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1219146596

Reef shark shot from above swimming over the reef

Photo by: Aaron Bull

Aaron Bull

Could Sharks Live in Space?

Europa to be specific. Yes, I know it’s a crazy question, but hear me out. This will be fun.

August 13, 2020

Astronomers around the world are engaged in a massive, decades-long hunt for life outside the Earth. And while much of that hunt is focused on worlds orbiting other stars, there are some very intriguing possibilities right around the corner in our own solar neighborhood.

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Space Out | Could Sharks Exist Somewhere in Space? 03:04

Astronomers around the world are engaged in a massive, decades-long hunt for life outside the Earth. Astrophysicist Paul M. Sutter contemplates if sharks could live somewhere out in space. If so, where?

I’m talking about Europa.

Europa is the second moon of the giant planet Jupiter and is about the size of our own moon (a.k.a. the Moon). At first glance Europa is super-boring: just vast plains of ice covering its surface, with a few cracks here and there.

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Satellite orbiting near moon Europa. CG image.

Photo by: janiecbros

janiecbros

But underneath that crunchy exterior is a warm, gooey center. As Europa orbits Jupiter, the gravity of that massive planet constantly stretches and squeezes the innards of its moon, warming it up in a process known as tidal heating. This process heats the moon from the inside-out, meaning that Europa is indeed covered in rock-hard water ice, but contains a vast liquid water ocean underneath it.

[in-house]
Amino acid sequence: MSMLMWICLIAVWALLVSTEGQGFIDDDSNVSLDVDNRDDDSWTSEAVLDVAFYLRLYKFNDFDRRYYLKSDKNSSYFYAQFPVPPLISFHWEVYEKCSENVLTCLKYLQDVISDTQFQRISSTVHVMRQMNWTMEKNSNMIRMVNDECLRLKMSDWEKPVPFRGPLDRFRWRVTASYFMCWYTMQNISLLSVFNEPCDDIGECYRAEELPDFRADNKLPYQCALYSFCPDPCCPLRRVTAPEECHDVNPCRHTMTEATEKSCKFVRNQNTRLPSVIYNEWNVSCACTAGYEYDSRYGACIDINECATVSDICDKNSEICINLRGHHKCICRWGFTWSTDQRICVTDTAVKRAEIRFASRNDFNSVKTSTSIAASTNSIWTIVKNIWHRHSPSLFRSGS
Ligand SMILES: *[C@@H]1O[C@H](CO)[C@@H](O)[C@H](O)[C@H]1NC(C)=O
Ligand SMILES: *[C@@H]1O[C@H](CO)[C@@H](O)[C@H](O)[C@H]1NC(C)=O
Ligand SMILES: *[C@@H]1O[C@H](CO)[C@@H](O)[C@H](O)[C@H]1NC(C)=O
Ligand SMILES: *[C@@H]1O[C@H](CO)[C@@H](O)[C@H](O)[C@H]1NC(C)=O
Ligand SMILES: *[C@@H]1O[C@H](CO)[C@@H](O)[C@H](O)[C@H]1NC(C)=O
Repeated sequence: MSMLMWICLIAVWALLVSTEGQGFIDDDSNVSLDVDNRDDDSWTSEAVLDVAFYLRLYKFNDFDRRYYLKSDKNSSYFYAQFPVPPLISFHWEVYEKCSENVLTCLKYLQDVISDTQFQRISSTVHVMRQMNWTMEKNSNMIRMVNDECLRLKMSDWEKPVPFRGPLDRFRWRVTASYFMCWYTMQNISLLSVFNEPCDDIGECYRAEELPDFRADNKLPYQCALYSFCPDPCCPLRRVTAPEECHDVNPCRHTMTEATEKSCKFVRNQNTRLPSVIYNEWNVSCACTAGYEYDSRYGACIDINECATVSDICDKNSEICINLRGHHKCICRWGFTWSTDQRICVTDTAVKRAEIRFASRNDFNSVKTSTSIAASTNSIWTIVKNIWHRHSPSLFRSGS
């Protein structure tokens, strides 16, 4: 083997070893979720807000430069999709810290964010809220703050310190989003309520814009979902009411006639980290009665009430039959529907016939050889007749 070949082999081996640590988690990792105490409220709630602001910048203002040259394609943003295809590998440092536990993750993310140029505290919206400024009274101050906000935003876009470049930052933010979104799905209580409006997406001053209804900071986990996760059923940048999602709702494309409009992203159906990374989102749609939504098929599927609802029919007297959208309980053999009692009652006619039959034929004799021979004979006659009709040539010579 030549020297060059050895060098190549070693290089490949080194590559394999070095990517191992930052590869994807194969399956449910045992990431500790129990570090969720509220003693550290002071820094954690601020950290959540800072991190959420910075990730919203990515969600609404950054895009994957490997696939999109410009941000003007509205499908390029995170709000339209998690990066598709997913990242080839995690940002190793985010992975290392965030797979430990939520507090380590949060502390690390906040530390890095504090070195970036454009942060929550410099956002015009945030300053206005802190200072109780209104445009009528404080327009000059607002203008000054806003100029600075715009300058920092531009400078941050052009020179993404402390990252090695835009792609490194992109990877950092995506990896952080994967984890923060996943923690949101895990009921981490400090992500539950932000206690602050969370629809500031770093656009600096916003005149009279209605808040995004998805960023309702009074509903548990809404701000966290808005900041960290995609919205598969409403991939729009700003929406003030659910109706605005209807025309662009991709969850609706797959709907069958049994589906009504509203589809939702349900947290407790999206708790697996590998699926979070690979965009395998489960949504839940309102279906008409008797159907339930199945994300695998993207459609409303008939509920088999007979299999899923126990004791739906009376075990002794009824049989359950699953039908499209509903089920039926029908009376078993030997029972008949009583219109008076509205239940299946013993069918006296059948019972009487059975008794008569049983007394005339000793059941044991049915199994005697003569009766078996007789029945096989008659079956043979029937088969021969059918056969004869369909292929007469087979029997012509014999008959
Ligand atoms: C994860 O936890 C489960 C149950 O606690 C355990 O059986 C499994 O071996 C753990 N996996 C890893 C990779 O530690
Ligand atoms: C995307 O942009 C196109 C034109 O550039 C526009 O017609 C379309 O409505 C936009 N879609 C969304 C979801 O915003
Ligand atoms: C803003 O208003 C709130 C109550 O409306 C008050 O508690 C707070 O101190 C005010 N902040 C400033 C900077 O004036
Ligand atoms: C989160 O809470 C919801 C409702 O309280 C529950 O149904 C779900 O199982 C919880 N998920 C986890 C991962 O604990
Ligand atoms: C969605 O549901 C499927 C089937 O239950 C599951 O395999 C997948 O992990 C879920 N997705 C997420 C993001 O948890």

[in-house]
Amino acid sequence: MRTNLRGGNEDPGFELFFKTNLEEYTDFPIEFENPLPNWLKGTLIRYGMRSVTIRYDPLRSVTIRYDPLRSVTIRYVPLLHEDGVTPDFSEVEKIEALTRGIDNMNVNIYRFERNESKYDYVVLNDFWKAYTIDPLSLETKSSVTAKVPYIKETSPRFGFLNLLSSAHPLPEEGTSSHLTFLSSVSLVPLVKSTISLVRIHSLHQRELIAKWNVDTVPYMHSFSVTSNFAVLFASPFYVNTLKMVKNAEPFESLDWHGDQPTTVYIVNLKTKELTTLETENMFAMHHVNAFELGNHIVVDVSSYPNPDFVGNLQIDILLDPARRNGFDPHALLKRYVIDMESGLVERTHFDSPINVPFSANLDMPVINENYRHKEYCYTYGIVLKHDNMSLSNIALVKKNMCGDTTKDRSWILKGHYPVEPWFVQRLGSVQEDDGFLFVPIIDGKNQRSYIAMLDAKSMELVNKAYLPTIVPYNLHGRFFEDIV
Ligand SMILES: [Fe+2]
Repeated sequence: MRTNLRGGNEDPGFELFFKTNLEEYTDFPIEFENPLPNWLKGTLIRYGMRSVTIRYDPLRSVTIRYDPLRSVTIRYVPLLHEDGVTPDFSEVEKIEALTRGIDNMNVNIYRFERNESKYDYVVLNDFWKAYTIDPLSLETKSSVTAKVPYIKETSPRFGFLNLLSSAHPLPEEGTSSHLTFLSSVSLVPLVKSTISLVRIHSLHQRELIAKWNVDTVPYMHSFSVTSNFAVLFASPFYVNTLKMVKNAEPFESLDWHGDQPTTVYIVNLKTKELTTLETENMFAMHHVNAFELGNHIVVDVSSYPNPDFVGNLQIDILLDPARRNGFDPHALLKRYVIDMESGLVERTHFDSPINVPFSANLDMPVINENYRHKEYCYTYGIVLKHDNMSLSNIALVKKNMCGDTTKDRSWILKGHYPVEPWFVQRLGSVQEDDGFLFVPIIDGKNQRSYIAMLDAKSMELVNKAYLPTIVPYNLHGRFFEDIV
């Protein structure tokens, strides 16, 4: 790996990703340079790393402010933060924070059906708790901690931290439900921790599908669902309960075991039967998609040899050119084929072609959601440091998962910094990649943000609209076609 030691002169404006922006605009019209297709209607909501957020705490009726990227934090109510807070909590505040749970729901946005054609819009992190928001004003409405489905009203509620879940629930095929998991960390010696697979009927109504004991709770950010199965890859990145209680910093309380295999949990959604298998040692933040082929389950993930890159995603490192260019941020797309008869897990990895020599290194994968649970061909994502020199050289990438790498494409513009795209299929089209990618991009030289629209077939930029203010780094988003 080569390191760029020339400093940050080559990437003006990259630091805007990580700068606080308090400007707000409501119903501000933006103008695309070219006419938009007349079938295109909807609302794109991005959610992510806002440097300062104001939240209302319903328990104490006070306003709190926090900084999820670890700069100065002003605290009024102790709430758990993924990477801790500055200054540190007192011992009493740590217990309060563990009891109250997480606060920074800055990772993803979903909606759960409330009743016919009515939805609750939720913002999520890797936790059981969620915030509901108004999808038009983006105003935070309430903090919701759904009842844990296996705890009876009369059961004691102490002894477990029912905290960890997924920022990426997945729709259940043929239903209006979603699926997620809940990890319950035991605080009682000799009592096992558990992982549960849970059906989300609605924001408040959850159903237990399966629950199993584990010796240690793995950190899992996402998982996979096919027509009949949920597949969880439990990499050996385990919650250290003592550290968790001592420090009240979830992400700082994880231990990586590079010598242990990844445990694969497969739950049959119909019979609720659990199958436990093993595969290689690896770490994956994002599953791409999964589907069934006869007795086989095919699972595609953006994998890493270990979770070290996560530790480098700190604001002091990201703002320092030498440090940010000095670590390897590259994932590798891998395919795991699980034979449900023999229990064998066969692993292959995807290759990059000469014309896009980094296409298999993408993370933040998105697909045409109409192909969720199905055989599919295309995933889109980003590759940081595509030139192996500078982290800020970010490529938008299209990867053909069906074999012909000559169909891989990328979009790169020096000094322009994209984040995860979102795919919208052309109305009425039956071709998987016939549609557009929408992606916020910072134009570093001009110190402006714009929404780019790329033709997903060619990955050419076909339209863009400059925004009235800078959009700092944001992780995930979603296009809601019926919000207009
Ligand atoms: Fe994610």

There’s more liquid water on Europa than there is on the Earth.

Liquid water is the #1 prerequisite for life as we know it (which is all the life we know)--including sharks. But sharks need more than water. They need oxygen.

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solar system gas giant jupiter with moons

Photo by: alexaldo

alexaldo

On Earth, oxygen is generated through photosynthesis and mixed into our oceans through waves at the surface. Europa doesn’t get that, because its oceans are locked in permanent darkness. But Europa has a trick up its sleeve, at least potentially. UV radiation from the sun can strike dust grains on the surface, liberating oxygen molecules than can then – again, potentially – worm their way down into the endlessly-dark oceans.

Water? Check. Oxygen? Check. A shark needs just one more thing to be a happy chomper: food.

The basis for almost all life on Earth is, again, photosynthesis, as plants and algae convert solar energy into chemical energy, which makes its wiggling way up the food chain to creatures like cows, people, and sharks.

Photosynthesis is a hard “no” on Europa, but once again that curious little moon proves resilient. Some life on Earth is based on deep-water ocean vents, where plumes of super-heated chemicals jet into the surrounding water, providing a source of heat and the chemical energy needed to sustain life.

Could Europa have a similar process? We currently don’t know. We do know, however, that the deep interior of Europa is incredibly hot and molten, and at some point that molten core meets the surrounding liquid water ocean. There very well could be deep Europan vents that provide all the nutrients necessary for life to survive, thrive, and maybe even flourish.

In other words, shark food.

There could be an entire complex food web on Europa, swimming in the never-ending night of an ocean locked under a hundred miles of ice, orbiting a giant planet a half billion miles from the sun.

Sharks on Europa? It’s more likely than you think.

Paul M. Sutter

Paul M. Sutter is an astrophysicist at Stony Brook University and the Flatiron Institute, host of Ask a Spaceman and Space Radio, and author of How to Die in Space.

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